My interview with MTDES

Here is an interview I did with the Musical Theatre and Drama Education Show in 2016. I spoke at the conference on the use of Flipped Learning in creative subjects, especially with Drama and Music. It was a fantastic conference, full of energy, excitement and great ideas.

What’s your background and experience in drama teaching?

I’ve always wanted to be a drama teacher – ever since my own school experiences. After A levels I was lucky enough to read drama and education at the Royal Central School of Speech and Drama before starting teaching in a school in Slough fifteen years ago. While in Slough I quickly became head of drama and created a very successful department. Having explained to my students that drama is a good career choice I decided to put my money where my mouth is and set up my own theatre company called Lemon Cake Theatre. Working as a professional theatre practitioner still inspires my teaching today, as I find a real symbiosis between teaching, practising and experimenting. When I returned to teaching I continued this style of work, developing new practices and methodologies of teaching drama. Initially this was through undertaking a Masters’ degree in Drama and Education with Middlesex University and I continue this through my blog, Burt’s Drama.

Why were you keen to be part of the MTDES programme?

I am passionate about sharing and discovering new and progressive pedagogies that I think will help both further the subject of drama and make the drama teacher’s life easier and more successful. We’ve all got a mountain to climb with the changes in the education system, be they for the better or worse, and anything that helps must be a good thing!

What are you going to be talking about to delegates at the MTDES?

I’m going to be talking about a relatively new pedagogy which has come out of America called Flipped Learning. I’ll be taking the audience through the research and exploration I’ve completed. Flipped learning had been successfully used in other contexts but at the time of my research had never been used in Drama teaching. In my practice I found it very effective when communicating the theory of practitioners, theatre history and exam centred content, allowing me more time to spend with the students to prepare for the method of assessment and help them achieve higher grades. As the pressure is going to build with the new GCSE and A level specifications, pedagogies like this are really going to be the way forward to deliver more content without taking away from practical preparation for assessment.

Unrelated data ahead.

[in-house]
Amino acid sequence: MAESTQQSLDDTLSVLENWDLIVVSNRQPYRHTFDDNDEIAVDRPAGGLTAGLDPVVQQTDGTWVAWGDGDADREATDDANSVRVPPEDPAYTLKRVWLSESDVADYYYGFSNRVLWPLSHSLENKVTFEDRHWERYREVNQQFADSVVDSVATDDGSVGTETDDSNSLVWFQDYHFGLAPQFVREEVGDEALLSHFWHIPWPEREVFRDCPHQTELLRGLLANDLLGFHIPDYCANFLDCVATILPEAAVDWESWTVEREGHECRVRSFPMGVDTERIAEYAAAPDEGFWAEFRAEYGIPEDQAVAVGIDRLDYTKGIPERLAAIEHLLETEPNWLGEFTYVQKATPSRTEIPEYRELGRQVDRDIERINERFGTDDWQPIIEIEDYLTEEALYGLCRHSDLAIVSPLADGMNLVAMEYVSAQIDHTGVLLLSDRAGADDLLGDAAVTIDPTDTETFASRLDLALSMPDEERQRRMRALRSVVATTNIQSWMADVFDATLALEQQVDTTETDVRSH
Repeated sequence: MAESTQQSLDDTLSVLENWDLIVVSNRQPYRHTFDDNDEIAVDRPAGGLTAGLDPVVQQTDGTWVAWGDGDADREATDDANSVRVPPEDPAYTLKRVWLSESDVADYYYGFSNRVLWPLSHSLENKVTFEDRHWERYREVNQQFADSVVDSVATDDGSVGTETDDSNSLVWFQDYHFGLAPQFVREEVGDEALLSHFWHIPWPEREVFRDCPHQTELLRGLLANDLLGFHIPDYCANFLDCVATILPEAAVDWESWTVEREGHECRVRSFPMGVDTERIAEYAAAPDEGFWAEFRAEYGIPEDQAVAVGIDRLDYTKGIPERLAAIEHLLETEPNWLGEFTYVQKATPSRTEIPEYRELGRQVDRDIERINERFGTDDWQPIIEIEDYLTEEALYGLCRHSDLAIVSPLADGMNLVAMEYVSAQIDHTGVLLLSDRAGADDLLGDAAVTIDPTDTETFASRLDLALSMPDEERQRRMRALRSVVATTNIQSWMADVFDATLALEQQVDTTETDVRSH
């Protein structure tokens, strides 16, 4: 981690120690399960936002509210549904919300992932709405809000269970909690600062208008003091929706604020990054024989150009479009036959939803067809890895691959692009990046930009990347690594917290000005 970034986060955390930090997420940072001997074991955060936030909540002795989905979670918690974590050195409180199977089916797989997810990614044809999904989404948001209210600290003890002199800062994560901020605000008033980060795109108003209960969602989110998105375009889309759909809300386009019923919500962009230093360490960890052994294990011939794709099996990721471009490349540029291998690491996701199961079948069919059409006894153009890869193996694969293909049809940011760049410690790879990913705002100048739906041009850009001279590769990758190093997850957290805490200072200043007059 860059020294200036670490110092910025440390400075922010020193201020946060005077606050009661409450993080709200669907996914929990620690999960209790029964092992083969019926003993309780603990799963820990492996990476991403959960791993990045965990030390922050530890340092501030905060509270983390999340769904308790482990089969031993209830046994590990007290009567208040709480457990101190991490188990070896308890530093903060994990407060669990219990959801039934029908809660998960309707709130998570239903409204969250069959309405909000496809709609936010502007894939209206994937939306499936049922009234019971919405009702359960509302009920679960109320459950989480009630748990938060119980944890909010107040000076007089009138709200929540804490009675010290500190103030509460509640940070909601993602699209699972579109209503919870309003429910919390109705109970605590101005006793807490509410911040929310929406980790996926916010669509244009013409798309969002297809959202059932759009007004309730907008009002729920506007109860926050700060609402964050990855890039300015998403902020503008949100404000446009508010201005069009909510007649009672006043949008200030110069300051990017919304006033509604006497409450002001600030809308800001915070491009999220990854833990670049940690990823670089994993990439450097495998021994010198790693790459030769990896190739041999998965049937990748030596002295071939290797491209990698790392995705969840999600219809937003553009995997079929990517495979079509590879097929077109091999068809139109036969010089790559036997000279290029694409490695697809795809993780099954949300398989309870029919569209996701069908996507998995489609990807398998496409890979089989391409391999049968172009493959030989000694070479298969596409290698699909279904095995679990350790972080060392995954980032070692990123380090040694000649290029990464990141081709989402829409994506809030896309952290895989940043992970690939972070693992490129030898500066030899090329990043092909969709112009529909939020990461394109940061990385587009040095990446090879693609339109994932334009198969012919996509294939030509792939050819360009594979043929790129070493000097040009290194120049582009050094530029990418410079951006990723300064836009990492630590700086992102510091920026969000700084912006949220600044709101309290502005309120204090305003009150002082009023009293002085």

What is Flipped Learning?

Flipped Learning is essentially turning the traditional concept of teaching on its head. Instead of delivering a lecture at the start of the lesson, the teacher records it and gives it to the student to watch or listen to before the lesson as homework. The lesson itself then becomes about the application of that knowledge and the assessment of that application. Time is made thereby to ensure the knowledge is fully understood, applied and embedded ready for assessment.

How did you first encounter Flipped Learning yourself?

I first encounted it during research for my Masters when exploring the Kahn academy. This is a huge online library of instructional videos used by teachers in the US. I realised a huge number of teachers had already made the leap to Flipped teaching and with great academic success.

I’ve removed some of the questions and answers because they were more relevant to the conference than to my blog here, but a copy of the full interview can  be found at this website:

There is another conference this year, on the 9th and 10th February, and I would urge you to go if you can. It is free, held at the London Olympia Conference Facility and a great opportunity to make connections with other Drama teachers, professionals and suppliers.

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